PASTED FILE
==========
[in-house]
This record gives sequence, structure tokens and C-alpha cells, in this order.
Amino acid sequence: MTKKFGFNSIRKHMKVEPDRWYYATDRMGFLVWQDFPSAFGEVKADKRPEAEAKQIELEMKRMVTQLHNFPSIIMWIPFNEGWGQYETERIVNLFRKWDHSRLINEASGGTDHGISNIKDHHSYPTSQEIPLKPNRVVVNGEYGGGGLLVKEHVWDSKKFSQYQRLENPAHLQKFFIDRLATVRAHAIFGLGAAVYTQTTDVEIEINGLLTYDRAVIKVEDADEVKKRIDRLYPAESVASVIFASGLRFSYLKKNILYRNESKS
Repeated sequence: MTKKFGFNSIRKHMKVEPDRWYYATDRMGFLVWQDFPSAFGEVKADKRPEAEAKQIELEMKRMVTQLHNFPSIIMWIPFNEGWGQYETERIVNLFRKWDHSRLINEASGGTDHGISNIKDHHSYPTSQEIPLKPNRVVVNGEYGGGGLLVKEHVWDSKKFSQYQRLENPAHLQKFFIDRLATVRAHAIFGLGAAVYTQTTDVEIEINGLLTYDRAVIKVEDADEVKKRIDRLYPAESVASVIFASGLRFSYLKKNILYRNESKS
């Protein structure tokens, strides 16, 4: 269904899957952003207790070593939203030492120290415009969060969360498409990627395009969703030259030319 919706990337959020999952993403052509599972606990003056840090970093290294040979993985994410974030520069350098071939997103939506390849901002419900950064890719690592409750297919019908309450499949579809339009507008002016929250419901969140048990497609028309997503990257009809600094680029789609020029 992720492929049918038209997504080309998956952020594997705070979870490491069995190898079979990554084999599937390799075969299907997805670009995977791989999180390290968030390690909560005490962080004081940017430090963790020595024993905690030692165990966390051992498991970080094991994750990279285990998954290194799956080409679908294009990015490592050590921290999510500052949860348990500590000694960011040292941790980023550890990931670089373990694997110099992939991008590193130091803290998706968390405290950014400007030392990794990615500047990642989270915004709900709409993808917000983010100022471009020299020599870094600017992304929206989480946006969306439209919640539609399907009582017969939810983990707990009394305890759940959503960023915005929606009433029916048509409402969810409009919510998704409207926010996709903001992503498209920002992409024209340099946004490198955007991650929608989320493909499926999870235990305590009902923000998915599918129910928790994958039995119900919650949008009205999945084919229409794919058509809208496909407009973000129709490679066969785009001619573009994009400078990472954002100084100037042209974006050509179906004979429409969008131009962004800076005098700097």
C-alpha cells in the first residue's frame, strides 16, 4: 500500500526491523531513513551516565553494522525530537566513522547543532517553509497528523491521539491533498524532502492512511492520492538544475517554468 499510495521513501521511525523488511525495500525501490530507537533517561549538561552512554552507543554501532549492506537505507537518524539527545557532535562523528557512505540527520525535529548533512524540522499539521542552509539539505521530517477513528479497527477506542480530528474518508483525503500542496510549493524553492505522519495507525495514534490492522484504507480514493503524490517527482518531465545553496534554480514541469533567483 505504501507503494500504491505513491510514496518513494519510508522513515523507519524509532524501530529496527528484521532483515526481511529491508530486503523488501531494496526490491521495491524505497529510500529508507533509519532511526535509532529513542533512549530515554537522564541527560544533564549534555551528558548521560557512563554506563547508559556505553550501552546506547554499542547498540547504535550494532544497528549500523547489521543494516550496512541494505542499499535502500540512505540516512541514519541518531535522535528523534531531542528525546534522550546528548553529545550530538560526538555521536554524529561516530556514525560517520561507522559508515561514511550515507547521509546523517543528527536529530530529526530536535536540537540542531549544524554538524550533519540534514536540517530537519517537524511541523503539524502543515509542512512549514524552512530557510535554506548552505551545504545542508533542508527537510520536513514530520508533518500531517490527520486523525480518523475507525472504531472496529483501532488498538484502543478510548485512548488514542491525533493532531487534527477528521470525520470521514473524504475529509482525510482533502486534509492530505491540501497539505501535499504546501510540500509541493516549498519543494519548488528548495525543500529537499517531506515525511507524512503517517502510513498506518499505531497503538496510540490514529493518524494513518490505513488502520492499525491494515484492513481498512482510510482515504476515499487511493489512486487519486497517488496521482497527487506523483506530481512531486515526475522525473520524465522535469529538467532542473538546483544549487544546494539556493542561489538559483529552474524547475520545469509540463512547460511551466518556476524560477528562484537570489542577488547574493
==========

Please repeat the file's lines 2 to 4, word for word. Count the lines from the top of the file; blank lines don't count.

This record gives sequence, structure tokens and C-alpha cells, in this order.
Amino acid sequence: MTKKFGFNSIRKHMKVEPDRWYYATDRMGFLVWQDFPSAFGEVKADKRPEAEAKQIELEMKRMVTQLHNFPSIIMWIPFNEGWGQYETERIVNLFRKWDHSRLINEASGGTDHGISNIKDHHSYPTSQEIPLKPNRVVVNGEYGGGGLLVKEHVWDSKKFSQYQRLENPAHLQKFFIDRLATVRAHAIFGLGAAVYTQTTDVEIEINGLLTYDRAVIKVEDADEVKKRIDRLYPAESVASVIFASGLRFSYLKKNILYRNESKS
Repeated sequence: MTKKFGFNSIRKHMKVEPDRWYYATDRMGFLVWQDFPSAFGEVKADKRPEAEAKQIELEMKRMVTQLHNFPSIIMWIPFNEGWGQYETERIVNLFRKWDHSRLINEASGGTDHGISNIKDHHSYPTSQEIPLKPNRVVVNGEYGGGGLLVKEHVWDSKKFSQYQRLENPAHLQKFFIDRLATVRAHAIFGLGAAVYTQTTDVEIEINGLLTYDRAVIKVEDADEVKKRIDRLYPAESVASVIFASGLRFSYLKKNILYRNESKS